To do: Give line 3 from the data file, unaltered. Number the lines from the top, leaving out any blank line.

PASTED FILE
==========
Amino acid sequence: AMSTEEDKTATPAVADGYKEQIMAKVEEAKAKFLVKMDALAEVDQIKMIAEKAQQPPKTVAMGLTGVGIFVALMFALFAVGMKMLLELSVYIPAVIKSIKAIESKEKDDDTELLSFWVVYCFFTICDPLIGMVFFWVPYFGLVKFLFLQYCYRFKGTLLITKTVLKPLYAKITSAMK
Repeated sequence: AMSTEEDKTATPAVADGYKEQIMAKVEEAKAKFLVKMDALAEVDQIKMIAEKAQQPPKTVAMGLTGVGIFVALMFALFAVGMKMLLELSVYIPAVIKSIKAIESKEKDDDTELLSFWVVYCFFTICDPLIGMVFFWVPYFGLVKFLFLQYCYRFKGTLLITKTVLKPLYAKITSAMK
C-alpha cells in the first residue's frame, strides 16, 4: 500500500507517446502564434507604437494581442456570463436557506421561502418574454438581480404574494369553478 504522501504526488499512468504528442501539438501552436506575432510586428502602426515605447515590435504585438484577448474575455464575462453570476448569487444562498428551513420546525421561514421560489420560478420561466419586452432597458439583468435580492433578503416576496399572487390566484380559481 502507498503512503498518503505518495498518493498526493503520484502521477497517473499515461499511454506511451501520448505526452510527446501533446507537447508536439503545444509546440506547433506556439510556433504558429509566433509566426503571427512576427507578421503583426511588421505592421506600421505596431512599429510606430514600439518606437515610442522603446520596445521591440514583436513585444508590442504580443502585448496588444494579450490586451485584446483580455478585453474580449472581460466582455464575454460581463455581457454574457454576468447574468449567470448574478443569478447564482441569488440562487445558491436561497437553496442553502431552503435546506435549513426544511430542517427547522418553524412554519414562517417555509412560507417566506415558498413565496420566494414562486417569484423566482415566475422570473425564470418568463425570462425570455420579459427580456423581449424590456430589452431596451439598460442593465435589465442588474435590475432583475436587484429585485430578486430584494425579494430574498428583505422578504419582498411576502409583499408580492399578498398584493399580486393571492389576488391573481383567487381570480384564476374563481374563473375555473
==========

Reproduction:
C-alpha cells in the first residue's frame, strides 16, 4: 500500500507517446502564434507604437494581442456570463436557506421561502418574454438581480404574494369553478 504522501504526488499512468504528442501539438501552436506575432510586428502602426515605447515590435504585438484577448474575455464575462453570476448569487444562498428551513420546525421561514421560489420560478420561466419586452432597458439583468435580492433578503416576496399572487390566484380559481 502507498503512503498518503505518495498518493498526493503520484502521477497517473499515461499511454506511451501520448505526452510527446501533446507537447508536439503545444509546440506547433506556439510556433504558429509566433509566426503571427512576427507578421503583426511588421505592421506600421505596431512599429510606430514600439518606437515610442522603446520596445521591440514583436513585444508590442504580443502585448496588444494579450490586451485584446483580455478585453474580449472581460466582455464575454460581463455581457454574457454576468447574468449567470448574478443569478447564482441569488440562487445558491436561497437553496442553502431552503435546506435549513426544511430542517427547522418553524412554519414562517417555509412560507417566506415558498413565496420566494414562486417569484423566482415566475422570473425564470418568463425570462425570455420579459427580456423581449424590456430589452431596451439598460442593465435589465442588474435590475432583475436587484429585485430578486430584494425579494430574498428583505422578504419582498411576502409583499408580492399578498398584493399580486393571492389576488391573481383567487381570480384564476374563481374563473375555473